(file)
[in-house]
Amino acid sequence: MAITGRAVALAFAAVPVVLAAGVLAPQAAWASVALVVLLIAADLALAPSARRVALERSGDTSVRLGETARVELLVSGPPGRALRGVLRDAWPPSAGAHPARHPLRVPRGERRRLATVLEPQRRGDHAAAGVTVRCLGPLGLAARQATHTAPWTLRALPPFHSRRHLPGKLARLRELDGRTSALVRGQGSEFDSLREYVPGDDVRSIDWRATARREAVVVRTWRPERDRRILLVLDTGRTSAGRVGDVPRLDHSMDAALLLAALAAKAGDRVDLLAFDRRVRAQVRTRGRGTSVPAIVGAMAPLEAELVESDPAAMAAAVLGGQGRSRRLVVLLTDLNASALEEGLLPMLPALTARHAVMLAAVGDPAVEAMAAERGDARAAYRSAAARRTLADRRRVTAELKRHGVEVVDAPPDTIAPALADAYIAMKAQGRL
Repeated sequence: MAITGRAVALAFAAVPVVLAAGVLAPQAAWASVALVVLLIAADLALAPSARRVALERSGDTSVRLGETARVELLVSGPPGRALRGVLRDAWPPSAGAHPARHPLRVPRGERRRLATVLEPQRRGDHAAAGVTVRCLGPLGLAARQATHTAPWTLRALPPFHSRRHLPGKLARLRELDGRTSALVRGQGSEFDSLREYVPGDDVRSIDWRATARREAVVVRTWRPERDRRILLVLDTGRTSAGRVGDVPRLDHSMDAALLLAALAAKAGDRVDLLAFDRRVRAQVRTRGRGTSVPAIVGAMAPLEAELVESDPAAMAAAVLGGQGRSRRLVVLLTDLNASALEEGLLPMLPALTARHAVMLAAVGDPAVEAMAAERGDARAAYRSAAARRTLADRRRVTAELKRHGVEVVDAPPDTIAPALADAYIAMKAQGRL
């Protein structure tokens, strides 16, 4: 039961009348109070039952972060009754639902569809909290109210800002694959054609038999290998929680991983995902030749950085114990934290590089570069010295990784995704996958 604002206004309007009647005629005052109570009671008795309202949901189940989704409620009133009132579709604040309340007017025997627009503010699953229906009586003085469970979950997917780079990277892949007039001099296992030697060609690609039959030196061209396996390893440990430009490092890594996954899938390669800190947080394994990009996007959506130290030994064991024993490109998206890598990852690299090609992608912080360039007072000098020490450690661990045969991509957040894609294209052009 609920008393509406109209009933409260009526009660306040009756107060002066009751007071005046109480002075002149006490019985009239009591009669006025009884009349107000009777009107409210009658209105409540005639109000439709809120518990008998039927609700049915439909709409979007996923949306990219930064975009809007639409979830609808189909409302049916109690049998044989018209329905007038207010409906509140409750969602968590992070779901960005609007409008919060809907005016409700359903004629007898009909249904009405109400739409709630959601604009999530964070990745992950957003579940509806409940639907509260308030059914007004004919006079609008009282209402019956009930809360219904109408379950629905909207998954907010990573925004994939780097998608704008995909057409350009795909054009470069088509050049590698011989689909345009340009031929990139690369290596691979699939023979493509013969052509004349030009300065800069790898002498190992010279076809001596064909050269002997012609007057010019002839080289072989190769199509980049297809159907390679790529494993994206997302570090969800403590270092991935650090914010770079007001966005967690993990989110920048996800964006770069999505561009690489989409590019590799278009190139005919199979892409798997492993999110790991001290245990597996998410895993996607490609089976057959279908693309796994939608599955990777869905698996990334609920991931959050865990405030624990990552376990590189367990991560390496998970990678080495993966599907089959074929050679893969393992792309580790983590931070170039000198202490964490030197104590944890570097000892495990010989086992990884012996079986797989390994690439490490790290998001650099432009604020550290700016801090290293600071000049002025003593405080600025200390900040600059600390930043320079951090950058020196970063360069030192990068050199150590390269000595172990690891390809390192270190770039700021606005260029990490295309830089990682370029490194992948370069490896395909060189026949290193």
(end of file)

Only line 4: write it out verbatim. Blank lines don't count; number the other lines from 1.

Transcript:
């Protein structure tokens, strides 16, 4: 039961009348109070039952972060009754639902569809909290109210800002694959054609038999290998929680991983995902030749950085114990934290590089570069010295990784995704996958 604002206004309007009647005629005052109570009671008795309202949901189940989704409620009133009132579709604040309340007017025997627009503010699953229906009586003085469970979950997917780079990277892949007039001099296992030697060609690609039959030196061209396996390893440990430009490092890594996954899938390669800190947080394994990009996007959506130290030994064991024993490109998206890598990852690299090609992608912080360039007072000098020490450690661990045969991509957040894609294209052009 609920008393509406109209009933409260009526009660306040009756107060002066009751007071005046109480002075002149006490019985009239009591009669006025009884009349107000009777009107409210009658209105409540005639109000439709809120518990008998039927609700049915439909709409979007996923949306990219930064975009809007639409979830609808189909409302049916109690049998044989018209329905007038207010409906509140409750969602968590992070779901960005609007409008919060809907005016409700359903004629007898009909249904009405109400739409709630959601604009999530964070990745992950957003579940509806409940639907509260308030059914007004004919006079609008009282209402019956009930809360219904109408379950629905909207998954907010990573925004994939780097998608704008995909057409350009795909054009470069088509050049590698011989689909345009340009031929990139690369290596691979699939023979493509013969052509004349030009300065800069790898002498190992010279076809001596064909050269002997012609007057010019002839080289072989190769199509980049297809159907390679790529494993994206997302570090969800403590270092991935650090914010770079007001966005967690993990989110920048996800964006770069999505561009690489989409590019590799278009190139005919199979892409798997492993999110790991001290245990597996998410895993996607490609089976057959279908693309796994939608599955990777869905698996990334609920991931959050865990405030624990990552376990590189367990991560390496998970990678080495993966599907089959074929050679893969393992792309580790983590931070170039000198202490964490030197104590944890570097000892495990010989086992990884012996079986797989390994690439490490790290998001650099432009604020550290700016801090290293600071000049002025003593405080600025200390900040600059600390930043320079951090950058020196970063360069030192990068050199150590390269000595172990690891390809390192270190770039700021606005260029990490295309830089990682370029490194992948370069490896395909060189026949290193």